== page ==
2. Becker DS; Toxic epidermal necrolysis. Lancet. 1998 May 9;351(9113):1417-20.
  3. Mockenhaupt M; The current understanding of Stevens-Johnson syndrome and toxic epidermal necrolysis. Expert Rev Clin Immunol. 2011 Nov;7(6):803-13; quiz 814-5.
  4. Fritsch P; European Dermatology Forum: skin diseases in Europe. Skin diseases with a high public health impact: toxic epidermal necrolysis and Stevens-Johnson syndrome. Eur J Dermatol. 2008 Mar-Apr;18(2):216-7.
  5. Mittmann N, Knowles SR, Koo M, et al; Incidence of toxic epidermal necrolysis and Stevens-Johnson Syndrome in an HIV cohort: an observational, retrospective case series study. Am J Clin Dermatol. 2012 Feb 1;13(1):49-54. doi: 10.2165/11593240-000000000-00000.
  6. Phillips EJ, Chung WH, Mockenhaupt M, et al; Drug hypersensitivity: pharmacogenetics and clinical syndromes. J Allergy Clin Immunol. 2011 Mar;127(3 Suppl):S60-6.
  7. Mockenhaupt M, Viboud C, Dunant A, et al; Stevens-Johnson syndrome and toxic epidermal necrolysis: assessment of medication risks with emphasis on recently marketed drugs. The EuroSCAR-study. J Invest Dermatol. 2008 Jan;128(1):35-44. Epub 2007 Sep 6.
  8. Harr T, French LE; Stevens-Johnson syndrome and toxic epidermal necrolysis. Chem Immunol Allergy. 2012;97:149-66. Epub 2012 May 3.
  9. Guerry MJ, Lemyze M; Acute skin failure. BMJ. 2012 Aug 6;345:e5028. doi: 10.1136/bmj.e5028.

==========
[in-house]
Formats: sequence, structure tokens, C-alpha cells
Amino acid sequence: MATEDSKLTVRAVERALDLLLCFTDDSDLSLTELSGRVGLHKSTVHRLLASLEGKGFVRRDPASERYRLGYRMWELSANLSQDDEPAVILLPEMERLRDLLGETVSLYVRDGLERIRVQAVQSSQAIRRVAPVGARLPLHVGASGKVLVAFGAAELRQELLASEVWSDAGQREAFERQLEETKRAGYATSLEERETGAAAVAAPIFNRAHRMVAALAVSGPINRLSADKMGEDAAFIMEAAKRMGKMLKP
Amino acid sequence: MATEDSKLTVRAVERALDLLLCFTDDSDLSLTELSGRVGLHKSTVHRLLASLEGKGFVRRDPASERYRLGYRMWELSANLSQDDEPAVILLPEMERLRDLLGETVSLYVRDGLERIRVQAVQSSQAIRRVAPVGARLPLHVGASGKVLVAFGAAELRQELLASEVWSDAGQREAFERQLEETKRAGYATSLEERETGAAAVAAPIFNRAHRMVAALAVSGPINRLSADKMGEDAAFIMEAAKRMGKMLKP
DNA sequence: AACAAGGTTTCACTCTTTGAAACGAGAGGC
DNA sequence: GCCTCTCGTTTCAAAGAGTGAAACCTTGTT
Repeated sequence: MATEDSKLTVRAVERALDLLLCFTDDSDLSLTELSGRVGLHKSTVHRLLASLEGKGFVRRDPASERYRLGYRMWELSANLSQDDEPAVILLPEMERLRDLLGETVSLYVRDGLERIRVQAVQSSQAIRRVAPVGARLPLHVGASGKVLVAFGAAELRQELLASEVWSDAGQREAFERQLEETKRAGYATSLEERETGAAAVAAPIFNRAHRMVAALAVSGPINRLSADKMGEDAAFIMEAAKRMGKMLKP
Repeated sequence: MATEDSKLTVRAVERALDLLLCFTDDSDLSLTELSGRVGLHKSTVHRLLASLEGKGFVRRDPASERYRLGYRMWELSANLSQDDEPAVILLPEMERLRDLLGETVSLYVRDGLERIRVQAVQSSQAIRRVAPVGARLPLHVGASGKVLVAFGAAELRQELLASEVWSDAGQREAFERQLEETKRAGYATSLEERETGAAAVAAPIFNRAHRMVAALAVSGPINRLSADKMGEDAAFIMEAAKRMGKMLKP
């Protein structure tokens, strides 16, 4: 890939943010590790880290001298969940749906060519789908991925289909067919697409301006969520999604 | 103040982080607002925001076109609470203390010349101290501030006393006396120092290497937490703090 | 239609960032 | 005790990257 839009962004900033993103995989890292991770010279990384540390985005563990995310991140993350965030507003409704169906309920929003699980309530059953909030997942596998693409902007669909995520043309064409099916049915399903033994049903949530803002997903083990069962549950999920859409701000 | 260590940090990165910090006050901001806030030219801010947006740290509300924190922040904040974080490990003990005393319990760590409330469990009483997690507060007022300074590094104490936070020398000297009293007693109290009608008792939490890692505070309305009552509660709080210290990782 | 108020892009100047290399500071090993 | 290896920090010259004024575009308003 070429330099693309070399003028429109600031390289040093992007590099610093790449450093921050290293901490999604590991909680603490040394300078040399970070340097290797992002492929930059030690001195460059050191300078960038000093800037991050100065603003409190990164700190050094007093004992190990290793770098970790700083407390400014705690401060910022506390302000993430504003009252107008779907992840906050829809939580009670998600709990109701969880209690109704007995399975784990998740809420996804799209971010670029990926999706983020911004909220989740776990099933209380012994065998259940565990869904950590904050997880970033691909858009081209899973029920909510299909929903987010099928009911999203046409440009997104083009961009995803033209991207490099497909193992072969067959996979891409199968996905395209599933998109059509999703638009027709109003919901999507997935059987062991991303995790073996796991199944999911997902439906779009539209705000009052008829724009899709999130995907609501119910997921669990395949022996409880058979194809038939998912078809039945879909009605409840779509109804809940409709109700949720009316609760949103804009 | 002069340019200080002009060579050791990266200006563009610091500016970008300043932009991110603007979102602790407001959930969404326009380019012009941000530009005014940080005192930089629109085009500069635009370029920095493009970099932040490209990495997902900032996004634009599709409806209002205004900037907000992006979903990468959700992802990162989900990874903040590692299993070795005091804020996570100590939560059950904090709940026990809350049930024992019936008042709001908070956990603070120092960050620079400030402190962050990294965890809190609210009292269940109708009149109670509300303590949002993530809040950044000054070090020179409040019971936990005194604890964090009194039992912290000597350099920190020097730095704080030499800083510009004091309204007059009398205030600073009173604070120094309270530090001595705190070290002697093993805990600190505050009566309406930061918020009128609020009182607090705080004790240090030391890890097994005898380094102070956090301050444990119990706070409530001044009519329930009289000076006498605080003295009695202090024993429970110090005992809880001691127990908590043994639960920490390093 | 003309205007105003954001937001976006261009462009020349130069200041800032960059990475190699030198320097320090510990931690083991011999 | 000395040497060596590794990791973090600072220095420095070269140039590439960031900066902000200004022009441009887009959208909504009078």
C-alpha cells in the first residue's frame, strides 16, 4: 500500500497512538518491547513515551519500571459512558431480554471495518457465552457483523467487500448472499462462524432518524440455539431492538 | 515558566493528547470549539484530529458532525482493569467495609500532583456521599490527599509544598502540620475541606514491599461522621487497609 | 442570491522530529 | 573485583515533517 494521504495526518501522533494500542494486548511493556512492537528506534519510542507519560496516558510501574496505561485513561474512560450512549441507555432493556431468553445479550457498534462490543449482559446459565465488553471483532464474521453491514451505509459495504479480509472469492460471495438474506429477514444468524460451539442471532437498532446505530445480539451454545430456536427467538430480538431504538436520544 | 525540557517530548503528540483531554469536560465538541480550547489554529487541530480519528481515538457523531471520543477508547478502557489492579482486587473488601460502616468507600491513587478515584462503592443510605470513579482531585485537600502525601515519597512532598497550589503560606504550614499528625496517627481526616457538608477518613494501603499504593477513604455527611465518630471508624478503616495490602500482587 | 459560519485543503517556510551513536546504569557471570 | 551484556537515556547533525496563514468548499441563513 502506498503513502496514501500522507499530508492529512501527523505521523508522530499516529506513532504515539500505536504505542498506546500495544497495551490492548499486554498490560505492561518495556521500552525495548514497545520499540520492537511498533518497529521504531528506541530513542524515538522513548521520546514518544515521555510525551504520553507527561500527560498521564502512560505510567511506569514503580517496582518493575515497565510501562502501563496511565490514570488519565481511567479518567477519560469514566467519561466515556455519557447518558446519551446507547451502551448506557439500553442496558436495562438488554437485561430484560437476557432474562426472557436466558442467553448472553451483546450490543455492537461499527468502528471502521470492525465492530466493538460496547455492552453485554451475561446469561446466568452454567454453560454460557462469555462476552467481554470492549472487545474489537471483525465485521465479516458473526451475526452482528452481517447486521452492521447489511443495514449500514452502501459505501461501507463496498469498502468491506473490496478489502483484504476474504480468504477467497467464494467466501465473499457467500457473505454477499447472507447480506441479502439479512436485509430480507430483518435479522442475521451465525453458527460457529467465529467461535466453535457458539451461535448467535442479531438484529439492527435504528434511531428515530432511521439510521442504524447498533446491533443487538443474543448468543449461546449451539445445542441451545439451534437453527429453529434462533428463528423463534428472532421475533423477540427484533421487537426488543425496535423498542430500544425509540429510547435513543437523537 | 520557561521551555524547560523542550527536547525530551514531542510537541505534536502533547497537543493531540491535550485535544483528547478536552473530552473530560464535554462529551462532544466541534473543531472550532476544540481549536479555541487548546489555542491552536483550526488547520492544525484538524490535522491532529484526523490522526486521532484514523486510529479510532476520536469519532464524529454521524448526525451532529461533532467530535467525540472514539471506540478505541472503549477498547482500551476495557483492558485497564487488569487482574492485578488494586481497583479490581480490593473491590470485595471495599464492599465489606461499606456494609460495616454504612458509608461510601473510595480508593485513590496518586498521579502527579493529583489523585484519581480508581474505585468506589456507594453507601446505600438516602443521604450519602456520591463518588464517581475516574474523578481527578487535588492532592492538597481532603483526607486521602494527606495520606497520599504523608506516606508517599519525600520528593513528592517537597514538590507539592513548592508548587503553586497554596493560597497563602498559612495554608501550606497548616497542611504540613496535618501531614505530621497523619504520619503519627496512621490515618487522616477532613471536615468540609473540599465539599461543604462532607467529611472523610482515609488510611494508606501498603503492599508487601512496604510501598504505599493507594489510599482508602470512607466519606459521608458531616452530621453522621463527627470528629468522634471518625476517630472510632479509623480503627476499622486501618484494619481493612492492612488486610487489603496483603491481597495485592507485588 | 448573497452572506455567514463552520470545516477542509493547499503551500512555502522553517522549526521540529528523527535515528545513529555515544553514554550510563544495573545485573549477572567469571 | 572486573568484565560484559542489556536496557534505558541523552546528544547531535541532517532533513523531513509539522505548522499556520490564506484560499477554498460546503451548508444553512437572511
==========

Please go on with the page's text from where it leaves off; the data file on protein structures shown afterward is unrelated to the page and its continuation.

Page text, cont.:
10. Sassolas B, Haddad C, Mockenhaupt M, et al; ALDEN, an algorithm for assessment of drug causality in Stevens-Johnson Syndrome and toxic epidermal necrolysis: comparison with case-control analysis. Clin Pharmacol Ther. 2010 Jul;88(1):60-8. Epub 2010 Apr 7.
  11. Ghislain PD, Roujeau JC; Treatment of severe drug reactions: Stevens-Johnson syndrome, toxic epidermal necrolysis and hypersensitivity syndrome. Dermatol Online J. 2002 Jun;8(1):5.

Disclaimer: This article is for information only and should not be used for the diagnosis or treatment of medical conditions. EMIS has used all reasonable care in compiling the information but make no warranty as to its accuracy. Consult a doctor or other health care professional for diagnosis and treatment of medical conditions. For details see our conditions.

Original Author:
Dr Colin Tidy
Current Version:
Peer Reviewer:
Dr Adrian Bonsall
Document ID:
2801 (v24)
Last Checked: